Had to wade through a bunch of sites using the lion metaphor in human homosexuality to find this one:
Lion, Without Lioness
By Suvira Srivastav
In the dry scrub of Gir National Park in Gujarat, B P Pati, Deputy Conservator of Forests, has found what he believes is evidence for homosexual behaviour among Asiatic lions (Panthera leo persica) in the absence of females. Pati, along with a team of dedicated wildlifers, studied a young pair of lions, around six to seven years of age, and they showed tendencies of homosexuality.
Back in 1982, Sanat Chauhan, now Principal Chief Conservator of Forests in Gujarat, had made similar observations on a pair of lionesses in the world famous home of the Asiatic lion. Meanwhile, experts working on African lions have never come across similar behaviour.
Aberrations are far from unusual among animals. Studying the behaviour of animals such as the lion is a painstakingly slow process that can take years of observation and a meticulous understanding of the circumstances that lead to a particular pattern, a choice of action, and a course of life among animals. In other words, cases such as Pati’s observations are best treated as individual cases without making generalizations for the entire species in general.
This is perhaps why one of the world’s best known big cats experts, Peter Jackson, Ex-chair of the IUCN Cat Specialist Group and Advisor and Editor of Cat News, has expressed a note of caution. He says that close friendships develop between individuals of the same sex in many, if not all, species, including humans. But they are not necessarily sexual and it is essential to find out that mating took place. Pati has given photographic evidence of the finding in Gir, with detailed explanations, but as the pair was observed only for one season, it may be premature to draw inferences on whether it is an acquired habit or mere adaptation to circumstances.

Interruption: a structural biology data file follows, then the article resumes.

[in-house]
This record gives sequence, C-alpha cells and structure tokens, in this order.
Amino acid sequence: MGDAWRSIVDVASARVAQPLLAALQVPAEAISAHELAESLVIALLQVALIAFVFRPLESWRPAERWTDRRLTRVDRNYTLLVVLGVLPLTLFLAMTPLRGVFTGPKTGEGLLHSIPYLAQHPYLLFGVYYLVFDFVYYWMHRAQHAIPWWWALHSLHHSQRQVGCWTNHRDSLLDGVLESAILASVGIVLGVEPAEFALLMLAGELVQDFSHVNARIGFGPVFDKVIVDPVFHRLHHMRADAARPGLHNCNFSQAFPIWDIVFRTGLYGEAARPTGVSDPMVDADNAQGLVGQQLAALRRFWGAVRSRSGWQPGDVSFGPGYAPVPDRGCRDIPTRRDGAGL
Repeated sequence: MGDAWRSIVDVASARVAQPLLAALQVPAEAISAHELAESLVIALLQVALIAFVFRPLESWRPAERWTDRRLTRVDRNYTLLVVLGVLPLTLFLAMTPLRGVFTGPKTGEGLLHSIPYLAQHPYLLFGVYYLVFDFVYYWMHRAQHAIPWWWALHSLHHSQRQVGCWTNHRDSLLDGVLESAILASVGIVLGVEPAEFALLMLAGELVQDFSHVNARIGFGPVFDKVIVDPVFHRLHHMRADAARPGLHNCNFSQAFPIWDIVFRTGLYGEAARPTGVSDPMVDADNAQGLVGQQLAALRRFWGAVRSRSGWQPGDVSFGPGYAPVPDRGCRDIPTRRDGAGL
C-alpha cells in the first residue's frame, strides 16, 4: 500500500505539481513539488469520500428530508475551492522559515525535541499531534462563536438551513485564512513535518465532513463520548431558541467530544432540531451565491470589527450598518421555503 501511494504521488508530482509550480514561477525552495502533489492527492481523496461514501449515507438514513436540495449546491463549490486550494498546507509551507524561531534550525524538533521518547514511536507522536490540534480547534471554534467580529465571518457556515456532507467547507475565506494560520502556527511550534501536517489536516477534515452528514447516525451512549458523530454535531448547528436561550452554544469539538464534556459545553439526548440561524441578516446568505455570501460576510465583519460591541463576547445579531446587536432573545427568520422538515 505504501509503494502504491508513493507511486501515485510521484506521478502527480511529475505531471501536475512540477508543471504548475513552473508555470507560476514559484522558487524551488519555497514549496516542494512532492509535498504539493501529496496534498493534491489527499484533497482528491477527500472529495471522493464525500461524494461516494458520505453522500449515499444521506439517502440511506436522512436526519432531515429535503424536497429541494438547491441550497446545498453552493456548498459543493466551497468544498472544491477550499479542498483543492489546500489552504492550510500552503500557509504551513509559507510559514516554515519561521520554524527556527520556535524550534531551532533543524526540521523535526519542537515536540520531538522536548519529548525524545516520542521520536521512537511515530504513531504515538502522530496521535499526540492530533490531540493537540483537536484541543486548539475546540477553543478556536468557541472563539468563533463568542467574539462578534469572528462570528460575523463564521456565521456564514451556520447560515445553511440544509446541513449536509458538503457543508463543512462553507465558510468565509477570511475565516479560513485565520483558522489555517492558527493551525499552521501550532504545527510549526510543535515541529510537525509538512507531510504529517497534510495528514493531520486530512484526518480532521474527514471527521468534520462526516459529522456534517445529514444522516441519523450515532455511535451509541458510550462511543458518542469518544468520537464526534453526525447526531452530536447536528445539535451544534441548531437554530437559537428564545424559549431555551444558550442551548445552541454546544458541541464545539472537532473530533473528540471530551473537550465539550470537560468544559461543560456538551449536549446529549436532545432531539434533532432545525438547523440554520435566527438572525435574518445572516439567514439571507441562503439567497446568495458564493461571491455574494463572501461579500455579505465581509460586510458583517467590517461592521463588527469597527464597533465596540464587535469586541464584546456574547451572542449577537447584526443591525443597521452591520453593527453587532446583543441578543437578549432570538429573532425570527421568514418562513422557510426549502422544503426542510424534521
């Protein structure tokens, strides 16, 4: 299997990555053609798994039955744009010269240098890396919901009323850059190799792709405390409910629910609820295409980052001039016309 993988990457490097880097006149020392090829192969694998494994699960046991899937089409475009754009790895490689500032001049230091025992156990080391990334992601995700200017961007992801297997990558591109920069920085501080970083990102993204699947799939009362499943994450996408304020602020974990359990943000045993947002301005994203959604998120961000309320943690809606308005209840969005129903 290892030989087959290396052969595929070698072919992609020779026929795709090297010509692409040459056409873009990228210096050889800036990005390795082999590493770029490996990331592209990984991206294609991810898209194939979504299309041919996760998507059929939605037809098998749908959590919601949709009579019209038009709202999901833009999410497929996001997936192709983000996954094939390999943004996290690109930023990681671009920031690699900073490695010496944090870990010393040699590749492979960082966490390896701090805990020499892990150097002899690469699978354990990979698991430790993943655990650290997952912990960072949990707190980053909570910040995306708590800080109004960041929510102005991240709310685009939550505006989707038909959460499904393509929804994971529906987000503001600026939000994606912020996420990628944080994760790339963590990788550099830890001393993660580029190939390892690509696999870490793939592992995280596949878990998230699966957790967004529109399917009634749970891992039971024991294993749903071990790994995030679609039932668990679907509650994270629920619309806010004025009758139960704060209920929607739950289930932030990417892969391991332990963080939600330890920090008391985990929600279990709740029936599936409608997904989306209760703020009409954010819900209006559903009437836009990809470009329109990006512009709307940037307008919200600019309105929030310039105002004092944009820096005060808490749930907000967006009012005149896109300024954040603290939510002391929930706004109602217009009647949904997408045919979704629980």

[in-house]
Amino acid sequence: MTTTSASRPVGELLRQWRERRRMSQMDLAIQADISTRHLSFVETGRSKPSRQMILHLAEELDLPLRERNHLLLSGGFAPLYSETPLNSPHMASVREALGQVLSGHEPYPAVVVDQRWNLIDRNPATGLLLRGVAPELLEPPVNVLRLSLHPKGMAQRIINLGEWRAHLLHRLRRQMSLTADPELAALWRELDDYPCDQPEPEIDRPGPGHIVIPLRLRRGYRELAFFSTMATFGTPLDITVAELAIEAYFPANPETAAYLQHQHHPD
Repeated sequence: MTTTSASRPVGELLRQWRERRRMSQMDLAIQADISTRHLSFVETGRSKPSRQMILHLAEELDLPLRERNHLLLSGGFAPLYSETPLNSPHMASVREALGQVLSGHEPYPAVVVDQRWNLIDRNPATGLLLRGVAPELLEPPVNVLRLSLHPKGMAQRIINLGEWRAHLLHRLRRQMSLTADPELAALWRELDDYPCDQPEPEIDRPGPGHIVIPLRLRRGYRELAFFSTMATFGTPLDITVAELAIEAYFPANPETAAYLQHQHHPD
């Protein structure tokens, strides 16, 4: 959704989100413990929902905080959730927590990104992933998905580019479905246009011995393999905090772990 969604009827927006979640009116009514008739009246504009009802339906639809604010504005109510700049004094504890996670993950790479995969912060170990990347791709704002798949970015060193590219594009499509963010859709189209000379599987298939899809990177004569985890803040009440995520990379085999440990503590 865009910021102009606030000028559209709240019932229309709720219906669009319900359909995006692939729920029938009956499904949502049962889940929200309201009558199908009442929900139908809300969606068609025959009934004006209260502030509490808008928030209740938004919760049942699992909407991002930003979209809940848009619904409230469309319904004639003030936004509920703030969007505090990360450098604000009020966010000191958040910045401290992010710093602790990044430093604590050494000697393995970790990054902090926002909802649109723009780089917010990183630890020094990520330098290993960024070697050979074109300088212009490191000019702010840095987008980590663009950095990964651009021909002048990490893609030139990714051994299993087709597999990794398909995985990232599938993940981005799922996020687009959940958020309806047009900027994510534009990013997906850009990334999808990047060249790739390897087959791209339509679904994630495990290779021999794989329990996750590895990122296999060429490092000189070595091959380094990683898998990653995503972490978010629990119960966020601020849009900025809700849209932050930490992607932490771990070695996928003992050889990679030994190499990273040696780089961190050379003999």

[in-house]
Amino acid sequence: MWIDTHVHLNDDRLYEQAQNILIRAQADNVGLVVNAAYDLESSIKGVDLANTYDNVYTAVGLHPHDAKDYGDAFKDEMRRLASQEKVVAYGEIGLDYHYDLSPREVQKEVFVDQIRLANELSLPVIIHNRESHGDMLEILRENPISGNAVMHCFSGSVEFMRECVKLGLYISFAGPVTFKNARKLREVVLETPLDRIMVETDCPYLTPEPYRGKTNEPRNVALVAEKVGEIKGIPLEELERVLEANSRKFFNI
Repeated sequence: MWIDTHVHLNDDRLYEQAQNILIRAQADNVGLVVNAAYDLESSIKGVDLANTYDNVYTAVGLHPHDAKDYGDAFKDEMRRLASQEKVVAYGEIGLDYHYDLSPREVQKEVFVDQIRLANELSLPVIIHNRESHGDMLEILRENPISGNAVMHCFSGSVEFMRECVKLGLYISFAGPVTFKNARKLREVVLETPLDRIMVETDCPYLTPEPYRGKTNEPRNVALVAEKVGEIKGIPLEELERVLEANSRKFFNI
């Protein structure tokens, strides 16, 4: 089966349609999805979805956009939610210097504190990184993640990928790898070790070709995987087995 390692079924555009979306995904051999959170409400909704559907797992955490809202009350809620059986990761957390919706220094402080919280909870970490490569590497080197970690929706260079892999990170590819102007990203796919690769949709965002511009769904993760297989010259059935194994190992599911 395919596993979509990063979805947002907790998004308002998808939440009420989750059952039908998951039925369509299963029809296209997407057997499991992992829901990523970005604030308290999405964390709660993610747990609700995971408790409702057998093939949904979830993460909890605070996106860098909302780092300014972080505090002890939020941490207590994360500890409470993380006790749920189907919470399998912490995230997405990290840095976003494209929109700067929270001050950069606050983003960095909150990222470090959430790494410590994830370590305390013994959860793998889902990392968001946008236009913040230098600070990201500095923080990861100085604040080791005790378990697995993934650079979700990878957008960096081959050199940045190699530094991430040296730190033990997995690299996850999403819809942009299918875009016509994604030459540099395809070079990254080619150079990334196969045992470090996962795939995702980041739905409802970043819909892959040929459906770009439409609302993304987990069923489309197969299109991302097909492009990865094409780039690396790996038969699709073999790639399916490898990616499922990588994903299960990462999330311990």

The lions of Gir are famous for their companionship, and it is well known that except during mating, they prefer to associate with members of their own sex. Scientists have observed how two male lions feed simultaneously with their heads touching. Females rubbing their heads together, a gesture normally seen in courting lions, and sharing a carcass are other such observations.
Under normal circumstances, Asiatic lions live and hunt in a group, or the pride. Like human families, a pride is a stable and permanent social group of related adult females and males (whoever is in possession of the group at that time) and their cubs. This family occupies a particular ‘home range’ or ‘territory’. The lions’ territory is the place of maximum action where hunting, resting, feeding and the rearing of cubs take place. Normally a lioness with cubs prefers to confine herself to a smaller area with protection and food for the cubs. The males occupy a larger area of control, which may overlap with that of more than one female. This provides them an opportunity to mate with as many females of the group as possible.
In normal course, a mating pair stays close together for days, hunting as a pair for a long span before actual mating occurs. This stems from the lioness allowing only one male to form such an association at one time. This prolonged association reassures the female that the preferred male is the right occupant of the territory and not an intruder. On the other hand, males are quite fussy during courting and do not tolerate the presence of alien lions and any intrusion leads to serious fights.
Incidentally, the lions studied by Pati and his team are normal healthy males that prefer each other’s company but have also sired cubs. Together, they control a 70-square-kilometre territory that has four females. Pati says: ‘The period of study happened to coincide with the prime season of mating, and all the four lionesses of the pride were involved in rearing cubs.’ He believes this circumstance to be central to the two male lions choosing to remain together.
According to Dr Craig Packer, professor at the Department of Ecology, Evolution and Behaviour in the University of Minnesota who has been working on the lions of Serengeti, he has never come across any prolonged homosexual behaviour in the wild. However, he does mention ‘a couple of cases of genetic mutant males that behaved exactly like males’. Packer says that this condition occasionally occurs in dogs too and is due to a defect in the male hormone receptors. Homosexuality in African lions has been observed only in captive lions and has been attributed to that unusual circumstance. However, what triggered this behaviour in the Asiatic lion is difficult to ascertain. The best choice for Pati and his team would be to extend the study and watch out for larger trends. Meanwhile, it’s a jury that is still out.